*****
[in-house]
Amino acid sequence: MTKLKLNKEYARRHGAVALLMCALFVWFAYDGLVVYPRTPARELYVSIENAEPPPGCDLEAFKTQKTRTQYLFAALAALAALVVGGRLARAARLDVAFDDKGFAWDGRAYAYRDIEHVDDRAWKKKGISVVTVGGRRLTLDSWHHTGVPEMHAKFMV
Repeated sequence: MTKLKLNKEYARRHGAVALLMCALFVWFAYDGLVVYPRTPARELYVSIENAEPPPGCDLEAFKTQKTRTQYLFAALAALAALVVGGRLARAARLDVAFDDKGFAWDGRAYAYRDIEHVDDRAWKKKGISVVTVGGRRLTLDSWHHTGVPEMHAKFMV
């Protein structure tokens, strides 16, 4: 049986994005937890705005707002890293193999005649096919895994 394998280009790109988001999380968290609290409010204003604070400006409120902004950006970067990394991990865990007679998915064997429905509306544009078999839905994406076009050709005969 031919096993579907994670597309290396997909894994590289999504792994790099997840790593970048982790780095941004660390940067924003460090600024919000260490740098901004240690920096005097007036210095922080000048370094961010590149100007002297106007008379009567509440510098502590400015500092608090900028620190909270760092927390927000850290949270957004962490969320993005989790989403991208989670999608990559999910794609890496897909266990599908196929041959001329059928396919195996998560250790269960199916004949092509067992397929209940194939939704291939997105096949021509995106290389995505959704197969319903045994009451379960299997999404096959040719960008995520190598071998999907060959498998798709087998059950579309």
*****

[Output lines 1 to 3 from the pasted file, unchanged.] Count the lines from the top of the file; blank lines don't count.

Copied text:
[in-house]
Amino acid sequence: MTKLKLNKEYARRHGAVALLMCALFVWFAYDGLVVYPRTPARELYVSIENAEPPPGCDLEAFKTQKTRTQYLFAALAALAALVVGGRLARAARLDVAFDDKGFAWDGRAYAYRDIEHVDDRAWKKKGISVVTVGGRRLTLDSWHHTGVPEMHAKFMV
Repeated sequence: MTKLKLNKEYARRHGAVALLMCALFVWFAYDGLVVYPRTPARELYVSIENAEPPPGCDLEAFKTQKTRTQYLFAALAALAALVVGGRLARAARLDVAFDDKGFAWDGRAYAYRDIEHVDDRAWKKKGISVVTVGGRRLTLDSWHHTGVPEMHAKFMV